There were some great sessions throughout the day that prompted some food for thought and some great research shared from both Lecko and People Lab about using Enterprise Social Networks (ESNs) inside our businesses. Thank you to Wedge for the table session on news and the intranet – the most valuable part of my day.

The biggest thing I left with today was a sense of the need to stop. There are new tools entering this marketplace every year, if not every month. The current new tool is Facebook Workplace and while it was great to hear more about it – I’m already on my journey with Microsoft so for me, the session was interesting but not practical for application. And now I feel bad. Now I feel like I am letting my business down by not having the latest and greatest tool out there – and this isn’t the case.

With the constant new tools entering the space we are bombarded with messages about why one is better than the other and how you should have this or that technology because it is more in line with how we communicate today – but the truth is, it is a big investment. It is a big investment of time and money to launch and community manage an ESN. The companies that built them years ago – IBM, Microsoft – are constantly evolving them and if we have bought them, we need to nurture that relationship and learn together to adapt to how people change in the way they communicate.

Throwing out one tool for another won’t solve our problems. Yes we probably need to be quicker at adapting to change and integrating these platforms with others, and we also need to make sure our comms teams have the skills to evolve with the needs of the people and the functionality the tools can bring. But we can do all this if we work together.

I had some brilliant conversations today, learnt a vast amount about what I need to do for success in my organisation and got myself back into reality in knowing that I’m on the right track. But my ask for the future of any event about social media inside organisations is this:

  • Tell us how others have adapted and grown something they invested in years ago
  • Tell us how the strategy for collaboration has been a long-term wow – to quote intranetizen – and not a big bang launch
  • Understand where the audience is on the journey – some having nothing and others have had office 365 for the last few years and need to improve it
  • Tell us how to drive adoption, measure success and work with what we have to make it amazing

Everyone’s journey is different but we are all on one. I don’t want to feel like I’m behind the curve because I don’t have the latest and greatest – I want to feel proud of the tool I have, how it has grown, developed and adapted to the needs of my internal customers and I want my peers to celebrate (and when needed commiserate) with me. There was an audible laugh in the room when IBM Connections came up – I wonder how many people in the room have ever used it or know that it has been voted the number 1 platform for 5 years, ahead of SharePoint, for functionality. I know because I used it for years and while adoption remains a challenge – when people can see what it can do, they are blown away.

Let’s stop being trendy and get back to being functional – helping our colleagues collaborate and our businesses be more efficient – that is, after all, the goal (for me anyway).

Collaboration, data and how being vague is a great way to start!

Yesterday I had the honour of presenting at the IBM Smarter Workforce Summit (#swf2015) at the Kia Oval in London. Sadly I missed the morning but as I popped in to talk to them about the journey of collaboration I have been on for the past few years it was clear the day had been good.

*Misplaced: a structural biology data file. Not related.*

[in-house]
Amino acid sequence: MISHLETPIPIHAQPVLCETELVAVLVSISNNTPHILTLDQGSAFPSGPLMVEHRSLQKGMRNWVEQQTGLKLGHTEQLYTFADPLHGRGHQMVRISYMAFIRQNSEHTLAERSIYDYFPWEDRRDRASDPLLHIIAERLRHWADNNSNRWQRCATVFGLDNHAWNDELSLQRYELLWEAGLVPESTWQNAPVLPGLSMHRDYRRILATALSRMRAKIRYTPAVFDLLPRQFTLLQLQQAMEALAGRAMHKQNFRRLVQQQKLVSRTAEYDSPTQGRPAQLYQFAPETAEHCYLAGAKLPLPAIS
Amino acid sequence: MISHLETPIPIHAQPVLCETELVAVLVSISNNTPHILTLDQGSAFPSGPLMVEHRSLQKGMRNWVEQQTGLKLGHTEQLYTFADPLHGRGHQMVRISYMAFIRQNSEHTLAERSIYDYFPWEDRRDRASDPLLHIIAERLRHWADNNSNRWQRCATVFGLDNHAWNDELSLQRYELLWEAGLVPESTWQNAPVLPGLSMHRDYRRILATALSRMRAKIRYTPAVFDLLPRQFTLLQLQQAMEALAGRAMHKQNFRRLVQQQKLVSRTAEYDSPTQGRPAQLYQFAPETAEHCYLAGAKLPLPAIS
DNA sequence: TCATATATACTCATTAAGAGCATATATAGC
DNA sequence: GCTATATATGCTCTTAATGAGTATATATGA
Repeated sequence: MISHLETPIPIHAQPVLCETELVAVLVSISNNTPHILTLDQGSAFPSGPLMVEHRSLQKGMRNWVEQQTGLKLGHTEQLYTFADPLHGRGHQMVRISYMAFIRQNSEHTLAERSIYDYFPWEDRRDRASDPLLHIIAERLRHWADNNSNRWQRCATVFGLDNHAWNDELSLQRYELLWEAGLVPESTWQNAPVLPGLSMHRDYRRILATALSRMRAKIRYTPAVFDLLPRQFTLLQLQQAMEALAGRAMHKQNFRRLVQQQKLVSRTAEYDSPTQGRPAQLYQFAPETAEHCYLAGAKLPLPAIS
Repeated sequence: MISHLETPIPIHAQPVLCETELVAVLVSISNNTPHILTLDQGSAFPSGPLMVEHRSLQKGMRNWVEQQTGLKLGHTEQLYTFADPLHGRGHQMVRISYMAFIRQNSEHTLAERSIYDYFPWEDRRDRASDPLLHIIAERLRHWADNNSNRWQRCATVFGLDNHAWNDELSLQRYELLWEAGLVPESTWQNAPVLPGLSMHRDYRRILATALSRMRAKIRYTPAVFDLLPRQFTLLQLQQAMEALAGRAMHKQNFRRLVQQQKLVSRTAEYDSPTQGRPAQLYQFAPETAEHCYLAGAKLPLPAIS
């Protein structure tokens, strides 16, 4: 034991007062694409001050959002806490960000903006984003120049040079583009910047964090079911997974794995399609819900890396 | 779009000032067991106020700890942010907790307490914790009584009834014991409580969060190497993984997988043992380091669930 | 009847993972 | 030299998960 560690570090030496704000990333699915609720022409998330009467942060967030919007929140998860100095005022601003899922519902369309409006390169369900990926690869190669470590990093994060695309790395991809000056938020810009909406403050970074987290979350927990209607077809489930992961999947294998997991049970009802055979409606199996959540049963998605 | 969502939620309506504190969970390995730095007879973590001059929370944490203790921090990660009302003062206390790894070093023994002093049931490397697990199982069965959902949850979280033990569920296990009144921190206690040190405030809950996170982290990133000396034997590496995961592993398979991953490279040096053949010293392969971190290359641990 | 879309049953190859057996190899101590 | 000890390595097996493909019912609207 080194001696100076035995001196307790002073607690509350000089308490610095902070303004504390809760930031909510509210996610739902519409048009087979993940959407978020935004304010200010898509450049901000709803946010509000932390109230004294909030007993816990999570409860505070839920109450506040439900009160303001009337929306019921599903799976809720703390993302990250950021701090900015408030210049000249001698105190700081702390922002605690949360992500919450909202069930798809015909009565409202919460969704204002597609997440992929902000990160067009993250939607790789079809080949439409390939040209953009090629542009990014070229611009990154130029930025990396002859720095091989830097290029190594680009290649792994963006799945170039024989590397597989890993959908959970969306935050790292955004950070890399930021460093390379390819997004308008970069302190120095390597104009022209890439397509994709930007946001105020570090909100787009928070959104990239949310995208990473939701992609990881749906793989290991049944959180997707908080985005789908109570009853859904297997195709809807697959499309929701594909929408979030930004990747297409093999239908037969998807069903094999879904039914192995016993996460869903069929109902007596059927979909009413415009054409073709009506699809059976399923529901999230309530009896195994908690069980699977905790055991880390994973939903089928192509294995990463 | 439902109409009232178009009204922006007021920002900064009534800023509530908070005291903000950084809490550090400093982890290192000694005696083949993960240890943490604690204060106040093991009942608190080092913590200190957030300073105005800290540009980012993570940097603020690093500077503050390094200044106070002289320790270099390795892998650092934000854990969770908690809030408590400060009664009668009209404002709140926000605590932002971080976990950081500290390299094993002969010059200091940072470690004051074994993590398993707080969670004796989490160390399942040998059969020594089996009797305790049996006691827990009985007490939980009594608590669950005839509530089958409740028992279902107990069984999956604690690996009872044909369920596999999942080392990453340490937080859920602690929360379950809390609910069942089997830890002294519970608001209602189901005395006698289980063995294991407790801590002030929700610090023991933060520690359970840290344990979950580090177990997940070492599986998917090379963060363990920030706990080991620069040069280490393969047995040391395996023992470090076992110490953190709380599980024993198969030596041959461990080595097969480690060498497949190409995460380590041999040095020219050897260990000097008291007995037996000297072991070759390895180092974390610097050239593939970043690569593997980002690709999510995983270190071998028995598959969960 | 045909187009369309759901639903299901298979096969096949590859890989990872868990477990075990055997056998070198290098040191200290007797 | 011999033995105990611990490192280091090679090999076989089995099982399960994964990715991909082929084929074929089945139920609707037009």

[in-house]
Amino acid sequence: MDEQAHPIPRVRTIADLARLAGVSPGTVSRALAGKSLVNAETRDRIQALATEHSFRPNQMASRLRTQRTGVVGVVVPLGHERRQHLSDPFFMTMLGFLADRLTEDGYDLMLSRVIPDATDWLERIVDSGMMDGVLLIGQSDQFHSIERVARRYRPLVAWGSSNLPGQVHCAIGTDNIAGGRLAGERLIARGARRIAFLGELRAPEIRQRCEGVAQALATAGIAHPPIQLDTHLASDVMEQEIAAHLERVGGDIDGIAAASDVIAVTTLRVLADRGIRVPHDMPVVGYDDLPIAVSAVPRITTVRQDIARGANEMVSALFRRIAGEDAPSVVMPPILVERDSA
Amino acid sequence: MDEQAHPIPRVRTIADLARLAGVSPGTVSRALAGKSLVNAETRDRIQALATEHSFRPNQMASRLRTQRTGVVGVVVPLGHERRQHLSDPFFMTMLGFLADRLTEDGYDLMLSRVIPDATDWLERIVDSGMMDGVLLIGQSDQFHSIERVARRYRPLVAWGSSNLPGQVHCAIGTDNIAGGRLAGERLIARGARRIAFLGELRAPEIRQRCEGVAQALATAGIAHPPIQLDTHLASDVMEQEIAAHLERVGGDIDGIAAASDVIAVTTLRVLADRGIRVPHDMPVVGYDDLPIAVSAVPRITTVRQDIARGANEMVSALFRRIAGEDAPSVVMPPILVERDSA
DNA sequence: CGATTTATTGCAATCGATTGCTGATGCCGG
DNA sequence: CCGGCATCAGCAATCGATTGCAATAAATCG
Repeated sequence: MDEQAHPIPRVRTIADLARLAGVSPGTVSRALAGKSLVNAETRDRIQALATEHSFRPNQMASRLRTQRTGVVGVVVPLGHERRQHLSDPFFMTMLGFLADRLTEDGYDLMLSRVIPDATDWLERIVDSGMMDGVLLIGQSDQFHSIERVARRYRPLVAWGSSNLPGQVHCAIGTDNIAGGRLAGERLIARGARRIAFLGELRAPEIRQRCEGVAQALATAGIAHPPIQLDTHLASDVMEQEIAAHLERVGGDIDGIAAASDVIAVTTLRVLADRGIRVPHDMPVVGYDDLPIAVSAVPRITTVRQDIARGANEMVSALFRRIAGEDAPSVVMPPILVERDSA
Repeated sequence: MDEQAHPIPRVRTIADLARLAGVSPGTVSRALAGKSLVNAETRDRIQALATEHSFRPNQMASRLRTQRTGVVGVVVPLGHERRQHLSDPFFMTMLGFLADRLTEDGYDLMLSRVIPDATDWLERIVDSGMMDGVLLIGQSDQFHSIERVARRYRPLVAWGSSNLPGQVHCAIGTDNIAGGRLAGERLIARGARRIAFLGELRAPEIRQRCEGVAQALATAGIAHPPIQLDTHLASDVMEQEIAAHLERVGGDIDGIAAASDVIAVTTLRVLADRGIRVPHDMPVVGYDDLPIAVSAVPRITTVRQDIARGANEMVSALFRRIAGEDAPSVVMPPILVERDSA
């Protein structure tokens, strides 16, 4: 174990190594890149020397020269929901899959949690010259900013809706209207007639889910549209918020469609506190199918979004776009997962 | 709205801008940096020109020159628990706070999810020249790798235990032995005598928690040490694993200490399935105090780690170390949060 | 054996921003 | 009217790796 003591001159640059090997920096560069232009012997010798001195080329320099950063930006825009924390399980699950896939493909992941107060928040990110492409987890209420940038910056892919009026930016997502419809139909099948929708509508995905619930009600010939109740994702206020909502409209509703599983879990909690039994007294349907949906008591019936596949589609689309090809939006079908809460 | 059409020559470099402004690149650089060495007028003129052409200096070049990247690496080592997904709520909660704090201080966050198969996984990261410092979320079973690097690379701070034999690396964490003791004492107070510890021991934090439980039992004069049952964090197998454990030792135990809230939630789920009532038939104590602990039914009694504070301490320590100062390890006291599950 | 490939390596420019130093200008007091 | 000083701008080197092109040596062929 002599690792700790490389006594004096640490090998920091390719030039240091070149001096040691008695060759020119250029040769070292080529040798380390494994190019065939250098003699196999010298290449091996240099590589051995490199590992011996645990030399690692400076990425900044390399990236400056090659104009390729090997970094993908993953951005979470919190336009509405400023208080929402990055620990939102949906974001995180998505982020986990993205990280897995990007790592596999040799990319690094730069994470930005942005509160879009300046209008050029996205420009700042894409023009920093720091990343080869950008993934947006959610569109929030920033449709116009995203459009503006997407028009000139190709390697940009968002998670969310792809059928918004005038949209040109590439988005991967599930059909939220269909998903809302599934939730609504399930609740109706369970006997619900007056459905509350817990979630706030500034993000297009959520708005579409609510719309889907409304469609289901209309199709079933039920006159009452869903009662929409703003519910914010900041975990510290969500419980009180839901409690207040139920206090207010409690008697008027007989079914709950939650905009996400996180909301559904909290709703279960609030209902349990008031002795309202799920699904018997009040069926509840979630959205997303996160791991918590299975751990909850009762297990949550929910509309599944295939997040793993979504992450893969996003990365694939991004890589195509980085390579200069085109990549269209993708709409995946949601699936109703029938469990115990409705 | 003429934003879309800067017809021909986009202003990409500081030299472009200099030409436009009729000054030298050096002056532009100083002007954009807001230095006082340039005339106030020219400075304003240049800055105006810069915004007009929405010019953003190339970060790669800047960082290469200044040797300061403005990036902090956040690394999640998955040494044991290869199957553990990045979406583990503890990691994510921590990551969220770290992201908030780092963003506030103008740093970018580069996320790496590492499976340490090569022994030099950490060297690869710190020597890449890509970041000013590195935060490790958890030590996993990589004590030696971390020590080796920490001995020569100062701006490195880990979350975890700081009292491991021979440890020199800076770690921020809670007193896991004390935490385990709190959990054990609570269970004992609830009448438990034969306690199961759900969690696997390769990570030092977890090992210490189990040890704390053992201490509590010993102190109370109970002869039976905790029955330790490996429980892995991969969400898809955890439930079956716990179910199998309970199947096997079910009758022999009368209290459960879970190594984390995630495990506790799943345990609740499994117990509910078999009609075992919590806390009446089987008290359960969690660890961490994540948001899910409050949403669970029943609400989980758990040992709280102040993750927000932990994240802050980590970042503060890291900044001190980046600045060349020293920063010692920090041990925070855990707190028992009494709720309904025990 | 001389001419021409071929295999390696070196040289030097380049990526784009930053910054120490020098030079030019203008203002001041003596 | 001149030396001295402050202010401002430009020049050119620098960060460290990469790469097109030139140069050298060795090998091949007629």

A very engaged audience welcomed me to the event and so began a frank and open discussion about delivering collaboration channels and how engaging the workforce in them is tough.

What followed my session blew me away. Professor Brian Cox took to the stage to discuss the theory of the universe and everything we understand about our existence – not too heavy for 4pm on a Thursday!

His ability to translate seriously complex data into things we could understand is amazing. I have never felt more like Penny in Big Bang theory but I was starting to understand more than I ever thought I would.

While he covered a vast amount of theory there were two things I really took away that I could relate to the day job:

Data vs opinion
Everything he talked about was backed up by data; data to prove or disprove a theory. It made me realise just how much we accept opinion in the world of communication.

Employee engagement and the correlation to productivity is proven in data. Yet if the opinion of leadership is the opposite we just back down. How can we overcome this huddle when opinion is overruling what the facts are telling us? What do we need to do differently to get engagement on the agenda of the board?

Vague but interesting
This was the comment from Tim Berners-Lee’s manager on his first paper about information and the theory of the World Wide Web. I’m pretty sure this is how my manager thinks about some of the stuff I come up with, and no I’m not comparing my ideas to the introduction of the World Wide Web, but it makes you think about how we approach change.

The concept and theory about what you are trying to do can be vague. We then have to go and find out a way to prove we can do it or that it needs to be done. It doesn’t matter where it starts… Vague but interesting is a great foundation.

For me, attending events like this not only helps to contribute to your CPD but they also gives you that head space away from the day job which we all need.

I’m about to take three weeks off to get married and have my honeymoon and my brain has been horribly full of everything I need to do before I go. Now, with some space yesterday I’m clearer about what I need to get done before I go and I have some great ideas about how I want to influence our strategy going forwards.